1. Guest,
    If you need help getting to know Xenforo, please see our guide here. If you have feedback or questions, please post those here.
    Dismiss Notice

1080i vs 720p

Discussion in 'Displays' started by eshoukry93, Nov 22, 2006.

  1. eshoukry93

    eshoukry93 Member

    Joined:
    Nov 19, 2006
    Messages:
    11
    Likes Received:
    0
    Hey guys,

    I understand the difference between 1080i and 720p but I was wondering if there was a consensus on this board as to which is better? I'm down to 2 tv's now, one that is 1080i and the other that is 720p and was wondering what you guys thought about these two resolutions?

    Thanks.
     
  2. Michael TLV

    Michael TLV THX Video Instructor/Calibrator

    Joined:
    Mar 16, 2000
    Messages:
    2,909
    Likes Received:
    1
    Location:
    Calgary, Alberta
    Real Name:
    Michael Chen
    Greetings

    There are not too many 1080i native TV sets out there unless you are talking about CRT technology. Anything digital is either using 720p or 1080p or 768p panels. (or 1024p)

    720P sets are best for 720p signals ... (ABC, FOX, ESPN)

    A 1080p set is best for 1080i signals ... (PBS, CBS, NBC, CW)

    For instance

    Regards
     
  3. eshoukry93

    eshoukry93 Member

    Joined:
    Nov 19, 2006
    Messages:
    11
    Likes Received:
    0
    Thanks. I've seen the hitachi 42" plasma that has 1080i native resolution. Would you take that over a 720p tv?
     
  4. CoreyAC

    CoreyAC Well-Known Member

    Joined:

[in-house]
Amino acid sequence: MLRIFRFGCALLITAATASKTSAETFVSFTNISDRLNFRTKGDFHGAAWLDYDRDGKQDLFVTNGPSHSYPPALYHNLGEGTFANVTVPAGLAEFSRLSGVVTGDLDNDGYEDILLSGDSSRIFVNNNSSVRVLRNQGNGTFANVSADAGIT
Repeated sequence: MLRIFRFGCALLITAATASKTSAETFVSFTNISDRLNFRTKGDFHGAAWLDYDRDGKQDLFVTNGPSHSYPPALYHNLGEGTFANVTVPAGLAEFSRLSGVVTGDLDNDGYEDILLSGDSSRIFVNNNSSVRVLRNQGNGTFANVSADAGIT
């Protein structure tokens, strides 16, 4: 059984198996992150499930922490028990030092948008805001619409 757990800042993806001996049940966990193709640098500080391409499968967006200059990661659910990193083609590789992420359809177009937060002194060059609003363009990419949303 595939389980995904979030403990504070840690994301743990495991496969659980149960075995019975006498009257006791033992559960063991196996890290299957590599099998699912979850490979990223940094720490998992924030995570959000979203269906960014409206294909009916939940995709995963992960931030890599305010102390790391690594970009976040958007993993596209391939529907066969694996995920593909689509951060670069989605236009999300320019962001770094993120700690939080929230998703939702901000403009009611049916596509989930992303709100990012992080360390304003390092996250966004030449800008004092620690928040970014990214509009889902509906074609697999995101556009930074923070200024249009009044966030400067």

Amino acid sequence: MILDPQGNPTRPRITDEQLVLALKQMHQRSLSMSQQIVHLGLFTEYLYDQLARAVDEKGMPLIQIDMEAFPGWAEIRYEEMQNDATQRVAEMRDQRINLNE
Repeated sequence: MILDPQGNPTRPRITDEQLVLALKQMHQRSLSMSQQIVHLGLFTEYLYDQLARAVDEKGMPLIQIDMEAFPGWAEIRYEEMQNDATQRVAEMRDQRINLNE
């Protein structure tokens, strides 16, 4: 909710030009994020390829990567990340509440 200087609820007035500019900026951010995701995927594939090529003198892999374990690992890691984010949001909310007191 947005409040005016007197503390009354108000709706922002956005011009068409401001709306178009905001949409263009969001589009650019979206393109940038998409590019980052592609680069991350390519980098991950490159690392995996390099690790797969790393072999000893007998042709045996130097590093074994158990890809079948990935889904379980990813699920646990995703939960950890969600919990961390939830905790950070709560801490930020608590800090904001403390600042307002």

May 18, 2006
    Messages:
    68
    Likes Received:
    0
    wouldn't it be better to just get a 1080p and run 720p and 1080i thru it?
     
  5. Rolando

    Rolando Well-Known Member

    Joined:
    Feb 19, 2001
    Messages:
    1,327
    Likes Received:
    4
    unless something cam in under the radar that I have never heard of... there is no such thing.
    As my man Michael said unless it a CRT (RPTV or DVTV) it is NOT 1080i.
    LCD, DLP, Plasma, LCOS, SED all are natively progressive. 480p, 720p or 1080p. Actual panels could be as Michael said anything like 768p or 1024p etc but always with a "p" for progressive.
     
  6. eshoukry93

    eshoukry93 Member

    Joined:
    Nov 19, 2006
    Messages:
    11
    Likes Received:
    0
  7. Seth=L

    Seth=L Well-Known Member

    Joined:
    Jul 17, 2006
    Messages:
    1,313
    Likes Received:
    0
    It says the resolution is 1024x1080.
     
  8. Ken Chan

    Ken Chan Well-Known Member

    Joined:
    Apr 11, 1999
    Messages:
    3,302
    Likes Received:
    0
    From the ad:I'm guessing they're trying to have it both (or three) ways: (1) It is a 42" plasma that has 1080 lines. You usually have to go to 50" for 1080. That's good. (2) It does not support 1080p input. That's bad. (3) HDTV only does 1080i, not 1080p. That's just the way it is (it's bad).

    So they're being truthful about not supporting 1080p input by selling the fact that it supports 1080i. But the display itself is not interlaced.

    Going back to your original question: having watched HD on a CRT that is in fact interlaced, I would definitely take the higher resolution of 1080i. 720p content that is upscaled and then interlaced still looks good. Then again, the CRT could also do all 1920 across, so I was "getting all" of the pixels that CBS and NBC were giving. If I had to choose between 1024x1080 and 1280x720....
     
  9. Rolando

    Rolando Well-Known Member

    Joined:
    Feb 19, 2001
    Messages:
    1,327
    Likes Received:
    4